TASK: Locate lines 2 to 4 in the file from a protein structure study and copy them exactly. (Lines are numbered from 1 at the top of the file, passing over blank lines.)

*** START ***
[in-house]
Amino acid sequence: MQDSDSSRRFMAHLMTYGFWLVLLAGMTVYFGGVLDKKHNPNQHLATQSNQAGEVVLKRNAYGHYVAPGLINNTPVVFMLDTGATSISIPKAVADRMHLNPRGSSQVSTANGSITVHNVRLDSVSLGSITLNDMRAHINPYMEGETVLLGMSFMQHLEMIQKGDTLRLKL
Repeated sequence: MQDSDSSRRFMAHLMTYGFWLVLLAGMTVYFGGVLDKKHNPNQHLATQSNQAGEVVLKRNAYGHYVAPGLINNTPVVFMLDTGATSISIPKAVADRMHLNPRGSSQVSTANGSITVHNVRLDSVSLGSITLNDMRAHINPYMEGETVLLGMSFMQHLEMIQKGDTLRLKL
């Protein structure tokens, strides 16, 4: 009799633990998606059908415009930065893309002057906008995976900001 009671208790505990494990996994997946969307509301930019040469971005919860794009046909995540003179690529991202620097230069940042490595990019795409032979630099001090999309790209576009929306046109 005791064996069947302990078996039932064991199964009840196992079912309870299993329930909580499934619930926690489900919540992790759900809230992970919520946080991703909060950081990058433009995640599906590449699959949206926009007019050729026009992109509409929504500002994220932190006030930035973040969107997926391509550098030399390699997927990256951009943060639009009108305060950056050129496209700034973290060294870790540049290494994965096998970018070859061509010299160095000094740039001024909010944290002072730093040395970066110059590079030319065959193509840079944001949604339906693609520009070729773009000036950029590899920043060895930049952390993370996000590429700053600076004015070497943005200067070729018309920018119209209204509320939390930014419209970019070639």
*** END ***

Amino acid sequence: MQDSDSSRRFMAHLMTYGFWLVLLAGMTVYFGGVLDKKHNPNQHLATQSNQAGEVVLKRNAYGHYVAPGLINNTPVVFMLDTGATSISIPKAVADRMHLNPRGSSQVSTANGSITVHNVRLDSVSLGSITLNDMRAHINPYMEGETVLLGMSFMQHLEMIQKGDTLRLKL
Repeated sequence: MQDSDSSRRFMAHLMTYGFWLVLLAGMTVYFGGVLDKKHNPNQHLATQSNQAGEVVLKRNAYGHYVAPGLINNTPVVFMLDTGATSISIPKAVADRMHLNPRGSSQVSTANGSITVHNVRLDSVSLGSITLNDMRAHINPYMEGETVLLGMSFMQHLEMIQKGDTLRLKL
């Protein structure tokens, strides 16, 4: 009799633990998606059908415009930065893309002057906008995976900001 009671208790505990494990996994997946969307509301930019040469971005919860794009046909995540003179690529991202620097230069940042490595990019795409032979630099001090999309790209576009929306046109 005791064996069947302990078996039932064991199964009840196992079912309870299993329930909580499934619930926690489900919540992790759900809230992970919520946080991703909060950081990058433009995640599906590449699959949206926009007019050729026009992109509409929504500002994220932190006030930035973040969107997926391509550098030399390699997927990256951009943060639009009108305060950056050129496209700034973290060294870790540049290494994965096998970018070859061509010299160095000094740039001024909010944290002072730093040395970066110059590079030319065959193509840079944001949604339906693609520009070729773009000036950029590899920043060895930049952390993370996000590429700053600076004015070497943005200067070729018309920018119209209204509320939390930014419209970019070639």